Tuesday's Top Upgrades (and Downgrades)


Stocks go up, stocks go down -- and so do analysts' opinions of them. This series, brought to you by Yahoo! Finance, looks at which upgrades and downgrades make sense, and which ones investors should act on. Today, we're looking at a couple of unexpected (and unconnected) upgrades for shares of Vail Resorts (NYS: MTN) and Uranium Energy (ASE: UEC) , balanced by more bad news for Navistar (NYS: NAV) . Let's dive right in.

Get thee to a mountaintop
With summer vacation season upon us, investing in ski resorts probably doesn't top many investors' to-do lists. But KeyBanc Capital Markets is no ordinary investor. Ranked in the top 5% of analysts we track, KeyBanc has absolutely crushed the market's returns with its farseeing recommendations in the hotel and leisure industry, outperforming the market by some 400 percentage points, combined, on picks like Vail.

In short, when KeyBanc tells you that Vail is a "buy," this advice bears consideration -- not necessarily acceptance, but consideration. As StreetInsider.com reports, KeyBanc thinks that coming out of one of "the worst snowfall seasons in history," things can only get better for Vail going forward. "A return to more normalized snowfall conditions should drive significant leverage in the model through a combination of both volume and price." Is that right?

In a word: No. While it's true that the past 12 months have been bad for Vail, with earnings of just $13.6 million, this company has really only averaged about $55 million annual profit over the past five years. A return to "average" earnings, therefore, would still have the company trading for about 28 times earnings. That's better than the 113 P/E Vail currently sports, true, but it's not cheap enough for the 14% long-term growth Wall Street expects Vail to produce. Not by a long shot.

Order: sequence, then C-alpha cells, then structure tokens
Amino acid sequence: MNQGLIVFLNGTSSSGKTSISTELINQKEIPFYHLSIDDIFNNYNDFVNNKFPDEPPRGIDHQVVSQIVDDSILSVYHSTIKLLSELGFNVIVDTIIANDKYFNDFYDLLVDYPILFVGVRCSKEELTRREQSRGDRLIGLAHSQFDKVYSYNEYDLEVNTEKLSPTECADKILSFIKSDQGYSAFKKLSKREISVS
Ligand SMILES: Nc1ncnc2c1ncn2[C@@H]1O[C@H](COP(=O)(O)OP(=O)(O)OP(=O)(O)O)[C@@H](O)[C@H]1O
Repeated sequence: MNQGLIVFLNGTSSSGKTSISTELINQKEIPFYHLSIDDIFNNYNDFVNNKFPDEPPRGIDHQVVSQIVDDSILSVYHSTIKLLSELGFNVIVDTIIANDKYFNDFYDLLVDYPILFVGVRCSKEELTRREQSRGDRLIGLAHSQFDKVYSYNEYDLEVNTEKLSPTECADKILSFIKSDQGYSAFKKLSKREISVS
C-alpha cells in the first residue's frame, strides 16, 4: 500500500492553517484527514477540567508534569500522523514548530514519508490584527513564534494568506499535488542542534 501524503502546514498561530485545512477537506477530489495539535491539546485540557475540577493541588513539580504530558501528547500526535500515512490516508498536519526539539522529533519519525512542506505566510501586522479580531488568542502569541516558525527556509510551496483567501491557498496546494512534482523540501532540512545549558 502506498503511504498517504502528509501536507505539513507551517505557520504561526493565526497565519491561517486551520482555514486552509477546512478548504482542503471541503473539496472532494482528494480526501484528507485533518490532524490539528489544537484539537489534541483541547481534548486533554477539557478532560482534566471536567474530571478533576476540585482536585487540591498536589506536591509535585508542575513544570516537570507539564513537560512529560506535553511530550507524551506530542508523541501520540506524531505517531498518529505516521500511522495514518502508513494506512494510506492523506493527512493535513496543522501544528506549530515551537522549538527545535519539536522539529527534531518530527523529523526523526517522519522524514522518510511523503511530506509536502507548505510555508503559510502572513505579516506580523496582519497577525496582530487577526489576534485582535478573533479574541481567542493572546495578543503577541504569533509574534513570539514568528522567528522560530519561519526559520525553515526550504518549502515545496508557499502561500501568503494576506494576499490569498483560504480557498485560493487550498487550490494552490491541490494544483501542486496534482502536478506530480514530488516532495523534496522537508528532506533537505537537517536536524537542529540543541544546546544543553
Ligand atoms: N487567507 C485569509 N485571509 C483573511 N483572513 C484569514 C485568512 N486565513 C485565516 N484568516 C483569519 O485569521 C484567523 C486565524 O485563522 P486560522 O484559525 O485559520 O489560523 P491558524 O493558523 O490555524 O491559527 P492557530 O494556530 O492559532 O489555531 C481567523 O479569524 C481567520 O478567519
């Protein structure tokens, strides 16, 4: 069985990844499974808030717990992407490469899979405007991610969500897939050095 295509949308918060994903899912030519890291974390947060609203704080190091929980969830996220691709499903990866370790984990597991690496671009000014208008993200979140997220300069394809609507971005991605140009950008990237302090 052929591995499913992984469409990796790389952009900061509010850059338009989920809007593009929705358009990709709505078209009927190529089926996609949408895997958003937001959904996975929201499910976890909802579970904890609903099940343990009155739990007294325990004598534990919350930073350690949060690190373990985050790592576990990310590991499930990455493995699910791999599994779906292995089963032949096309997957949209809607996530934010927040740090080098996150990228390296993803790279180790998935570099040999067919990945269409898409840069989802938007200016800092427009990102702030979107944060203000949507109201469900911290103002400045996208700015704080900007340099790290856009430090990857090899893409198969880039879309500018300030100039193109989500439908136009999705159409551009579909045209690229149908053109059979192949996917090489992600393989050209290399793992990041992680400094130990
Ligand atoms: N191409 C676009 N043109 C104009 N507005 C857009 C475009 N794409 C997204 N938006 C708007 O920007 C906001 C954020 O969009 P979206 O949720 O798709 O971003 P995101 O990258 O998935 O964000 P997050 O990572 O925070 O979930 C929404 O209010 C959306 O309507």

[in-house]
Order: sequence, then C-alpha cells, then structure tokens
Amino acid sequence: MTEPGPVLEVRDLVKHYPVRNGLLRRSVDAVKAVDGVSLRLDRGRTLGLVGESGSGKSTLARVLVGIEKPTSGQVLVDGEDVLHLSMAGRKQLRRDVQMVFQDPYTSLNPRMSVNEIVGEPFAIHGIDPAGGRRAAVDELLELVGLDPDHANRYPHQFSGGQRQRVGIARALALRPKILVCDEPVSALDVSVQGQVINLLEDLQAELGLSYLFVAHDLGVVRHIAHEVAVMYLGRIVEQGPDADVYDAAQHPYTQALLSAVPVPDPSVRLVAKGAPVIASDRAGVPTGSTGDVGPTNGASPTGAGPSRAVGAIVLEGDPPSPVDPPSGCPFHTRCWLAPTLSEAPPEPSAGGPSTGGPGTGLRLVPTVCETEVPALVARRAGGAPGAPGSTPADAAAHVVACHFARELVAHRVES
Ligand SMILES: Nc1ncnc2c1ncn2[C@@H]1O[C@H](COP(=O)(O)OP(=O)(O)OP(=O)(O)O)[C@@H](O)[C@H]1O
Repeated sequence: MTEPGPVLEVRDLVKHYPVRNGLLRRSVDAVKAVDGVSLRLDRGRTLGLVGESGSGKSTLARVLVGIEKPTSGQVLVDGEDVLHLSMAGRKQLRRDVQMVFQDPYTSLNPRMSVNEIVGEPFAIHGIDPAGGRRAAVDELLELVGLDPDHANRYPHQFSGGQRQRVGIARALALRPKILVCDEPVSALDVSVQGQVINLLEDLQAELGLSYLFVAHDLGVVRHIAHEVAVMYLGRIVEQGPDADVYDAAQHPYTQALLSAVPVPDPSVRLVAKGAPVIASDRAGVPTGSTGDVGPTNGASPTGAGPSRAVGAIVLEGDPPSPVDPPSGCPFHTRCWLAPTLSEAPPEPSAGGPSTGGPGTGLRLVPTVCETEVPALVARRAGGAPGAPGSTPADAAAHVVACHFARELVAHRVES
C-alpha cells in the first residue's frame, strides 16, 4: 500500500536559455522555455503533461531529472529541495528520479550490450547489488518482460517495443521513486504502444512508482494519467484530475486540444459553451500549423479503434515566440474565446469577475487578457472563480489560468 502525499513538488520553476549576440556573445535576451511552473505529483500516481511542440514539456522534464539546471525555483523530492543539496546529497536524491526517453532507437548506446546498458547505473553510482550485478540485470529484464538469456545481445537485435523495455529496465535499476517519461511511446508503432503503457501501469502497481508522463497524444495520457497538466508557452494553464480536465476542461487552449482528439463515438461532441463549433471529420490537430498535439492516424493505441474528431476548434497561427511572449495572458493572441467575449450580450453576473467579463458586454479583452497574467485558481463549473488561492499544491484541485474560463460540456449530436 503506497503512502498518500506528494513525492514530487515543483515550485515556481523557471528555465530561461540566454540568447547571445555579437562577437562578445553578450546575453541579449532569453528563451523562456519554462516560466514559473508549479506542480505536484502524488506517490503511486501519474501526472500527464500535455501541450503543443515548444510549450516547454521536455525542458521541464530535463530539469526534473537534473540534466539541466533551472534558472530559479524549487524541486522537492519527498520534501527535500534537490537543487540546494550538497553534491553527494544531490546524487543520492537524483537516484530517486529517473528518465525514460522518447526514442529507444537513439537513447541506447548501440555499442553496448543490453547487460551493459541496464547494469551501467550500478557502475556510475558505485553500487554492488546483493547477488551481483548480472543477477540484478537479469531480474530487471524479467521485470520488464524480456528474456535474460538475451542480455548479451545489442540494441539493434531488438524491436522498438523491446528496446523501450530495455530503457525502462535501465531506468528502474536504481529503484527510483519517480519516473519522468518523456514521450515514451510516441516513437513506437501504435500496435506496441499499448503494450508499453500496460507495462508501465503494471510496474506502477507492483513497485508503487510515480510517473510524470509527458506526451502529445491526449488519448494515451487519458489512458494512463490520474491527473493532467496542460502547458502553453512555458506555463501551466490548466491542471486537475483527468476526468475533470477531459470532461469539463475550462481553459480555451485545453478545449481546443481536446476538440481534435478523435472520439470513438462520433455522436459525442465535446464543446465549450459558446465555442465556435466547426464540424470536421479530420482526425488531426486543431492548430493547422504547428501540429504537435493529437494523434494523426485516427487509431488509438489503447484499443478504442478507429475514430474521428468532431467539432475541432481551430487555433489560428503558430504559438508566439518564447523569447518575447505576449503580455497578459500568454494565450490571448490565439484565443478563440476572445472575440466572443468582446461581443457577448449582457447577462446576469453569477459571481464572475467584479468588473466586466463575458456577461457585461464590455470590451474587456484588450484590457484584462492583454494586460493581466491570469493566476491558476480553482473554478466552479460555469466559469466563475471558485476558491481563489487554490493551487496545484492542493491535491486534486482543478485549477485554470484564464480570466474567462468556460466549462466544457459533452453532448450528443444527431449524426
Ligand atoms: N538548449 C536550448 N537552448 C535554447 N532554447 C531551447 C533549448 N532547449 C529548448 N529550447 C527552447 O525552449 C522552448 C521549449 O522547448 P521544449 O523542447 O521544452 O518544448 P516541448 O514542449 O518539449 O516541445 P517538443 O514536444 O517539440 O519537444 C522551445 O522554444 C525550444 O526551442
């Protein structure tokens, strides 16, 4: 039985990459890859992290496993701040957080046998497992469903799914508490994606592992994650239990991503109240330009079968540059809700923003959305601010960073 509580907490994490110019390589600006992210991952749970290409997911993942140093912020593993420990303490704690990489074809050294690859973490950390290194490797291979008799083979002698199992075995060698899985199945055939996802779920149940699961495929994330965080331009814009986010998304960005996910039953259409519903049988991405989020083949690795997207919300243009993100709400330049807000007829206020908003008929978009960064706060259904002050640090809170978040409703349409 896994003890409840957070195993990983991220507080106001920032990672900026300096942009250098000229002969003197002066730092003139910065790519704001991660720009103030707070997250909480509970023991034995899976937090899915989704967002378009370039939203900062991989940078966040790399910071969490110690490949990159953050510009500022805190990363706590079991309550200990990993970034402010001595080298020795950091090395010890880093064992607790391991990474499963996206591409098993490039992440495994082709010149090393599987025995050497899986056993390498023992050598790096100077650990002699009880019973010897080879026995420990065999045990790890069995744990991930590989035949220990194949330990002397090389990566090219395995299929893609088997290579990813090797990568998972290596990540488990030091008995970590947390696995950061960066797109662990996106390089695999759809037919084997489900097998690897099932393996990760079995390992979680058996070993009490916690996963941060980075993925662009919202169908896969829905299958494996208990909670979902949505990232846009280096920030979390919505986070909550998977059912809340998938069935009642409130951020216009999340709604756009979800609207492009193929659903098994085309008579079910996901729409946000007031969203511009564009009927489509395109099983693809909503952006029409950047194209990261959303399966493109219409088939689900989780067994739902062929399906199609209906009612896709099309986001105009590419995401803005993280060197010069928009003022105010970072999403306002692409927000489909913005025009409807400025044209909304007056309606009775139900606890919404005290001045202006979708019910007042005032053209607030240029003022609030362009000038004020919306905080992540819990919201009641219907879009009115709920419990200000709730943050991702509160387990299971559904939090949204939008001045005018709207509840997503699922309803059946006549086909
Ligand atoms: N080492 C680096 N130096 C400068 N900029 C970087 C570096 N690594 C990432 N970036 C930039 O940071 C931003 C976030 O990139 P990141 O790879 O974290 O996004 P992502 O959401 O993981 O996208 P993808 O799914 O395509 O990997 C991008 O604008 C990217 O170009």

Caution: Radioactive
As bad as KeyBanc's advice is on Vail, it pales in comparison to the truly radioactive stock pick that energy analyst Dahlman Rose just coughed up. Amex-listed Uranium Energy isn't profitable, and never has been. It generates no free cash flow -- and maybe never will. Nevertheless, Dahlman Rose is urging investors to buy this dog-with-fleas based on its firm conviction that "a nuclear renaissance was under way." One year after the Fukushima Daiichi disaster, that conviction seems a bit less than convincing.

Certainly, investors should feel free to hope that Dahlman is right. And the truth is that it had better be, because nothing less than a "renaissance" is needed if Uranium Energy is ever to become more than a black hole for investor cash. As Dahlman itself admits, "uranium prices are near the marginal cost of production." So it would appear there's no profit to be had anywhere -- for Uranium Energy, or for investors who follow Dahlman's advice.

Back up the truck
As it turns out, the only stock on today's list that seems to offer any chance of giving investors real profits is the one that just got downgraded. This morning, Robert W. Baird announced it was knocking Navistar down from "outperform" to "neutral" on worries that Thursday's Q2 earnings news will disappoint.

It might, but that's not necessarily a reason to avoid Navistar. Even if it does wind up missing earnings, this stock appears cheap. Shares are priced at a mere 1.3 times trailing profits (yes, you read that right), but the market appears cautious over the company's ability to generate free cash flow. The truckmaker's free cash flow lags far behind reported earnings, but the $475 million that Navistar did produce over the past year is still enough to price the stock at under four times annual free cash flow.

With long-term growth projected to average 17% over the next five years, this stock is anything but a "neutral" stock idea. It's a four-on-the-floor, pedal-to-the-metal, back-up-the-truck screaming buy.

Fool contributorRich Smithholds no position in any company mentioned. His opinion notwithstanding, other analysts atMotley Fool newsletter serviceshave recommended buying shares of Vail Resorts.

At the time thisarticle was published

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